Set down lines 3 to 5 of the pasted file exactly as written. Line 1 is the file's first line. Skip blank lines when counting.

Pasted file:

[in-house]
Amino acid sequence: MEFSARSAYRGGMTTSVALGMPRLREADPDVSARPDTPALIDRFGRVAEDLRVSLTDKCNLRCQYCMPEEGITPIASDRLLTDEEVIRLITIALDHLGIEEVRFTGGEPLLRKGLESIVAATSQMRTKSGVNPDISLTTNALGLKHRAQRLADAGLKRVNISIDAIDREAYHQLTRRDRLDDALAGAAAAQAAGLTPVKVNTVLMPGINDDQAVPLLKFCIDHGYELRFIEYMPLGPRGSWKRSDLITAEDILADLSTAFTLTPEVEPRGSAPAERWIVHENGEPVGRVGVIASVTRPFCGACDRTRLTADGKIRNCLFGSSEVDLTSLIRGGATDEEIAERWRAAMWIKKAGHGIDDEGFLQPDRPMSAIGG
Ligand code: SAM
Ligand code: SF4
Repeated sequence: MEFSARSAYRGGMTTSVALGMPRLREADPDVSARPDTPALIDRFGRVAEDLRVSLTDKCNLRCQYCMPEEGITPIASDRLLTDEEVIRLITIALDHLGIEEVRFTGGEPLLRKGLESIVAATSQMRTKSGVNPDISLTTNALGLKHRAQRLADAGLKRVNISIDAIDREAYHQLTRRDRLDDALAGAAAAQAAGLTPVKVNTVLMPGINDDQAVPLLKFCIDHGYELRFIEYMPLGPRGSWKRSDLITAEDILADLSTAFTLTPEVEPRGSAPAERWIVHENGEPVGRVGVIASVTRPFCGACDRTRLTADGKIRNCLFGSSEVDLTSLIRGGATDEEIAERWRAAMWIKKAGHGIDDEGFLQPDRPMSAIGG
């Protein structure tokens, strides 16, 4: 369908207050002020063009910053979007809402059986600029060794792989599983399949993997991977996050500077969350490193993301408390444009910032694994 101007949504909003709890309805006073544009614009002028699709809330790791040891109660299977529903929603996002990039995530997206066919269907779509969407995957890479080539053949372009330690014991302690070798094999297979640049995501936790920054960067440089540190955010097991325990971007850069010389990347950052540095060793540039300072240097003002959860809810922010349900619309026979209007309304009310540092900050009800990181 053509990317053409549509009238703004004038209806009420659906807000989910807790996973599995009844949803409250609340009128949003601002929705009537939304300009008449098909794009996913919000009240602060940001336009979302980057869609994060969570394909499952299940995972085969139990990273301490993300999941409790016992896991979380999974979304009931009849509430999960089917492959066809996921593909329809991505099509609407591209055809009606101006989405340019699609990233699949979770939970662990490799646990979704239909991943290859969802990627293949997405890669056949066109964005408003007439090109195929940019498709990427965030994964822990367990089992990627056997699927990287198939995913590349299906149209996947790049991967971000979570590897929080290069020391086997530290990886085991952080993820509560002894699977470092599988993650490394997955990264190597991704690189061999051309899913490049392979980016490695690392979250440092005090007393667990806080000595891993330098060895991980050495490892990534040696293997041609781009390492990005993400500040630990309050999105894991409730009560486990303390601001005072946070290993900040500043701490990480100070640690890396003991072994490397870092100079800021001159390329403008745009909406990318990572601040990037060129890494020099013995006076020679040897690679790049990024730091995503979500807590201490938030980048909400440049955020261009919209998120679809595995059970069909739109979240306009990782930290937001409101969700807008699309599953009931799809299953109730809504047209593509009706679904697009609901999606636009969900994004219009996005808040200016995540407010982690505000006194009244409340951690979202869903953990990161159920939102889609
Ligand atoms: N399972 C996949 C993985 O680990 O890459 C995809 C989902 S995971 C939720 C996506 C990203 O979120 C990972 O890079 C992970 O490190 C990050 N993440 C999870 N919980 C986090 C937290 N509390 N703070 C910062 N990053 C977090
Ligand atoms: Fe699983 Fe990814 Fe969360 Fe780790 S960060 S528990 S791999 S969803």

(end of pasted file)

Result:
Ligand code: SAM
Ligand code: SF4
Repeated sequence: MEFSARSAYRGGMTTSVALGMPRLREADPDVSARPDTPALIDRFGRVAEDLRVSLTDKCNLRCQYCMPEEGITPIASDRLLTDEEVIRLITIALDHLGIEEVRFTGGEPLLRKGLESIVAATSQMRTKSGVNPDISLTTNALGLKHRAQRLADAGLKRVNISIDAIDREAYHQLTRRDRLDDALAGAAAAQAAGLTPVKVNTVLMPGINDDQAVPLLKFCIDHGYELRFIEYMPLGPRGSWKRSDLITAEDILADLSTAFTLTPEVEPRGSAPAERWIVHENGEPVGRVGVIASVTRPFCGACDRTRLTADGKIRNCLFGSSEVDLTSLIRGGATDEEIAERWRAAMWIKKAGHGIDDEGFLQPDRPMSAIGG